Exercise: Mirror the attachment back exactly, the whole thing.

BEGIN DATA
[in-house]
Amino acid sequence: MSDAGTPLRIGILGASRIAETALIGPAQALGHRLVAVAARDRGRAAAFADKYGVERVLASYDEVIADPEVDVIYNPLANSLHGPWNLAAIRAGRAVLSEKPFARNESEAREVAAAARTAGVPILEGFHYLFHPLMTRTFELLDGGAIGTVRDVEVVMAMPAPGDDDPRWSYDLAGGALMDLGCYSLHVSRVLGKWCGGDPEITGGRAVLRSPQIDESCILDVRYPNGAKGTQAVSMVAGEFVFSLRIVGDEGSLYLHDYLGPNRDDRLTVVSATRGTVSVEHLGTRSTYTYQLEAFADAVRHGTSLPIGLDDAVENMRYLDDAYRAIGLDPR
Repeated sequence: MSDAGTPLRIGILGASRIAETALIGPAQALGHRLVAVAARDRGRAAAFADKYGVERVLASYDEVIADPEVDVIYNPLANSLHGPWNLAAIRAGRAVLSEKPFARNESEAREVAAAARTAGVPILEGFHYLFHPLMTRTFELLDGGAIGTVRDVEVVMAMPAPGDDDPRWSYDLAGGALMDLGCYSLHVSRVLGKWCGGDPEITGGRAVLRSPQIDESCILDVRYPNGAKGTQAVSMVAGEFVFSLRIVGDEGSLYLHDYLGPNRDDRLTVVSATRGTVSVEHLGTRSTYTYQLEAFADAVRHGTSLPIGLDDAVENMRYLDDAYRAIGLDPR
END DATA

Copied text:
[in-house]
Amino acid sequence: MSDAGTPLRIGILGASRIAETALIGPAQALGHRLVAVAARDRGRAAAFADKYGVERVLASYDEVIADPEVDVIYNPLANSLHGPWNLAAIRAGRAVLSEKPFARNESEAREVAAAARTAGVPILEGFHYLFHPLMTRTFELLDGGAIGTVRDVEVVMAMPAPGDDDPRWSYDLAGGALMDLGCYSLHVSRVLGKWCGGDPEITGGRAVLRSPQIDESCILDVRYPNGAKGTQAVSMVAGEFVFSLRIVGDEGSLYLHDYLGPNRDDRLTVVSATRGTVSVEHLGTRSTYTYQLEAFADAVRHGTSLPIGLDDAVENMRYLDDAYRAIGLDPR
Repeated sequence: MSDAGTPLRIGILGASRIAETALIGPAQALGHRLVAVAARDRGRAAAFADKYGVERVLASYDEVIADPEVDVIYNPLANSLHGPWNLAAIRAGRAVLSEKPFARNESEAREVAAAARTAGVPILEGFHYLFHPLMTRTFELLDGGAIGTVRDVEVVMAMPAPGDDDPRWSYDLAGGALMDLGCYSLHVSRVLGKWCGGDPEITGGRAVLRSPQIDESCILDVRYPNGAKGTQAVSMVAGEFVFSLRIVGDEGSLYLHDYLGPNRDDRLTVVSATRGTVSVEHLGTRSTYTYQLEAFADAVRHGTSLPIGLDDAVENMRYLDDAYRAIGLDPR